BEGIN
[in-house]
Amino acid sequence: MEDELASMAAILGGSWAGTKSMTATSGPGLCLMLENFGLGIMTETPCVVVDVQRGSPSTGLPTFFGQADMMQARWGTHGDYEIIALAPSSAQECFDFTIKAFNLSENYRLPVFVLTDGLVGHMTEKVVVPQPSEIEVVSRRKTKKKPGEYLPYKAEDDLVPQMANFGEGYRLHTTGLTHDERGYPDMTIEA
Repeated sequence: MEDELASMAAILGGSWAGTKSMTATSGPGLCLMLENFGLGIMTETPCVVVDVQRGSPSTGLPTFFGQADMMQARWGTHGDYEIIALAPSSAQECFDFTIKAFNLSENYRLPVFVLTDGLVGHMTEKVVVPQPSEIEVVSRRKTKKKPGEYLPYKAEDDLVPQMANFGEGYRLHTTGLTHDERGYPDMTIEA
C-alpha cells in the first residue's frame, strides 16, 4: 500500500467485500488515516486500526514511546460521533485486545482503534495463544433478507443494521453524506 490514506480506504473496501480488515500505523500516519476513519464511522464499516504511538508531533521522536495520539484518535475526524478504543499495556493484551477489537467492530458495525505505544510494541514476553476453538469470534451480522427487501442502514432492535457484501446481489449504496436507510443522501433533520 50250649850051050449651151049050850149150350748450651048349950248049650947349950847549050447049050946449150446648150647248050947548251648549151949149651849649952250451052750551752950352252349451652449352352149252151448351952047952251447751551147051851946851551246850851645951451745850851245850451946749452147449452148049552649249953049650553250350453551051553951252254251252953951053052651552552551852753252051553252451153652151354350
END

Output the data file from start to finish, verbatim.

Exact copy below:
[in-house]
Amino acid sequence: MEDELASMAAILGGSWAGTKSMTATSGPGLCLMLENFGLGIMTETPCVVVDVQRGSPSTGLPTFFGQADMMQARWGTHGDYEIIALAPSSAQECFDFTIKAFNLSENYRLPVFVLTDGLVGHMTEKVVVPQPSEIEVVSRRKTKKKPGEYLPYKAEDDLVPQMANFGEGYRLHTTGLTHDERGYPDMTIEA
Repeated sequence: MEDELASMAAILGGSWAGTKSMTATSGPGLCLMLENFGLGIMTETPCVVVDVQRGSPSTGLPTFFGQADMMQARWGTHGDYEIIALAPSSAQECFDFTIKAFNLSENYRLPVFVLTDGLVGHMTEKVVVPQPSEIEVVSRRKTKKKPGEYLPYKAEDDLVPQMANFGEGYRLHTTGLTHDERGYPDMTIEA
C-alpha cells in the first residue's frame, strides 16, 4: 500500500467485500488515516486500526514511546460521533485486545482503534495463544433478507443494521453524506 490514506480506504473496501480488515500505523500516519476513519464511522464499516504511538508531533521522536495520539484518535475526524478504543499495556493484551477489537467492530458495525505505544510494541514476553476453538469470534451480522427487501442502514432492535457484501446481489449504496436507510443522501433533520 50250649850051050449651151049050850149150350748450651048349950248049650947349950847549050447049050946449150446648150647248050947548251648549151949149651849649952250451052750551752950352252349451652449352352149252151448351952047952251447751551147051851946851551246850851645951451745850851245850451946749452147449452148049552649249953049650553250350453551051553951252254251252953951053052651552552551852753252051553252451153652151354350